Converting a number from decimal base to binary base (with the pencil)

• 10-06-2006
RaresLuc
Converting a number from decimal base to binary base (with the pencil)
Hi to all!
This is my first post so I feel like tot tell you that I studied programming in HighSchool and after two years of Mechanical University I found a part time job that choosed me to do some things.
I don't know C to much because I forgot most of it and actually I studyed it too little in the HighSchool (I didn't know I was wasting my time :( ) and I have some mounths to study it and do the job.

To get to the subject, I want to know the method to transform a decimal number in a binary number, but I want to know it like you write it on a piece of paper.
I kind of remember something and it's like this:

-for exemple to transform number 8810

--------------88/2
--------------88|44/2
---------------0|44|22/2
------------------0|22|11/2
---------------------0|10|5/2
------------------------1|4|2\2
--------------------------- 1|2|1
------------------------------0

I will explain what I did:
-first line I divided 88 by 2;
-44 of the second line is the result of 88 divided by 2;
-88 of the second line is the result of the multiplication of 44 with the same 2;
-0 of the third line is the result of the difference between 88 of the first line and 88 of the second line;
-44 of the second line I divided it by 2;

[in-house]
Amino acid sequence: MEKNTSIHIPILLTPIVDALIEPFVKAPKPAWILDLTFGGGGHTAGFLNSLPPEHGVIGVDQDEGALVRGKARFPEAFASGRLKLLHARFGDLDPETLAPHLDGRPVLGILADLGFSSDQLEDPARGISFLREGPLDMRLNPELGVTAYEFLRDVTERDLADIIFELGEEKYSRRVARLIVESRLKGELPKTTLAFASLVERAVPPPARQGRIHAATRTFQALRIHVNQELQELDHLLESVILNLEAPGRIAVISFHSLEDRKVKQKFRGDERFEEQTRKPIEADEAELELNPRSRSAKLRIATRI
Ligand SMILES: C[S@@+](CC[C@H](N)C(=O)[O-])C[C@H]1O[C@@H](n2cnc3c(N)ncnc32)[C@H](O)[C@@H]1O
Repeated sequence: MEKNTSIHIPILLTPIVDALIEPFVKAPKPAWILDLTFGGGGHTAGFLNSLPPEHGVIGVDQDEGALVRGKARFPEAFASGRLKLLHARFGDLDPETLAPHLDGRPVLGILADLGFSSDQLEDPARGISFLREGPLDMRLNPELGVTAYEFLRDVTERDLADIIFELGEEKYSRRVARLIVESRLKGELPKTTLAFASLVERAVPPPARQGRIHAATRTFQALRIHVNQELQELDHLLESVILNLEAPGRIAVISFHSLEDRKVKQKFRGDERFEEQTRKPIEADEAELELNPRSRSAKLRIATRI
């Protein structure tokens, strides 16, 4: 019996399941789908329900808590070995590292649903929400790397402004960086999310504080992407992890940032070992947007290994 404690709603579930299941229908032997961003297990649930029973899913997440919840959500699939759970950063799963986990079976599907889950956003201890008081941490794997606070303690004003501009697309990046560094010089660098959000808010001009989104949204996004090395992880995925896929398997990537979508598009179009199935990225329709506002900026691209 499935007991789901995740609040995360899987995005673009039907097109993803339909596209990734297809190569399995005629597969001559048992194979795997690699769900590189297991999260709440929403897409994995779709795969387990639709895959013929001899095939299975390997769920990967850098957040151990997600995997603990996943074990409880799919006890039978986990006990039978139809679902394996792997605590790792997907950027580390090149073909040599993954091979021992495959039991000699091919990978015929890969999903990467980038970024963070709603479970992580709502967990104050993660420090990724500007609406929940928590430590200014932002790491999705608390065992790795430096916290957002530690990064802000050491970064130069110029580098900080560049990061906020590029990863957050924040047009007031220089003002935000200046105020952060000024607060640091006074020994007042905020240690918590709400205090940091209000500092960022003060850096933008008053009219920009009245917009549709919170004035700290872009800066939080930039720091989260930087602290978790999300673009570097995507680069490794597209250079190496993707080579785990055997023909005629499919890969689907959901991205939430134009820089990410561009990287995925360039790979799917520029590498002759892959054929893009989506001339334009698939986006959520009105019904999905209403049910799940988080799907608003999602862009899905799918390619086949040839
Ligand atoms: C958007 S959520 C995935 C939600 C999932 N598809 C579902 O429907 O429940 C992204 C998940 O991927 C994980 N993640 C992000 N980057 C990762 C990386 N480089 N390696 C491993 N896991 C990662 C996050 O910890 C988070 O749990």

-forward I followed the same algoritm;

The binary number of 8810 is the red number read from right to left: 10110002 .

My problem is that I don't know if the algoritm is correct, so I ask for help.

• 10-06-2006
indigo0086
well if you learn your base 2 numbers it is easier. Instead of 88/2 you can just find the closes number close to 88 in base 2. Then subtract that number from 88, then get whatever's left, and find the closest base 2 number close to that, until you get the decimal sequence in conjunction with the exponents of base 2.

Example

88
64 <--- 2^6 closest number to 88 in base 2
---
24
16<----2^4
---
8<-------2^3
8
----
0

Now decimal places 6, 4, and 3 are all 2s. :p

1011000
• 10-06-2006
hk_mp5kpdw
Quote:

Originally Posted by indigo0086
Now decimal places 6, 5, and 3 are all 1s.

1011000

6, 5 and 3?
:rolleyes:
• 10-06-2006
indigo0086
6, 4, and three. Sorry for my dyslexia.
• 10-06-2006
Decrypt
Quote:

Now decimal places 6, 4, and 3 are all 2s.
All 2s?

:)

 OK, really, though, the algorithm works, I think. This is the way I learned it, which is probably just the same, but worded a bit differently:
Code:

```0  88 0  44 0  22 1  11 1  5 0  2 1  1   0```
First, 88 divided by 2 is 44 remainder 0. 44 divided my 2 is 22 remainder 0, and so on down the line. (I would include them all, but all this coloring is really tedious.) Once you hit 0 on the right column, you are done, since 0 divided by 2 is 0 remainder 0, which you could just keep doing all day long if you keep going. You get your answer by writing the remainders in the opposite order you got them:
Code:

`1011000`
or 1011000 if the colors make your eyes hurt. (And let's face it; they do.)
• 10-06-2006
indigo0086
"I am Error"
• 10-06-2006
simpleid
128 64 32 16 8 4 2 1

88 >= 128 ? 0
88 >= 64 ? 1 (88-64 = 24)
24 >= 32 ? 0
24 >= 16 ? 1 (24 - 16 = 8)
8 >= 8 ? 1 (8 - 8 = 0)
0 >= 4 ? 0
0 >= 2 ? 0
0 >= 1 ? 0

0101 1000
• 10-07-2006
RaresLuc
Thank you indigo0086, I've got the algoritm.
Decrypt, your algoritm is exactly like my algoritm but I write more of it. It's simpler like yours.
simpleid, why is that a zero before all the number because all have not got that zero?
• 10-07-2006
maxorator
Square root algorithm is much more fun!
• 10-07-2006
Dweia
Quote:

simpleid, why is that a zero before all the number because all have not got that zero?
He's padding the number out to 8 digits, or one byte.

0100 = 100.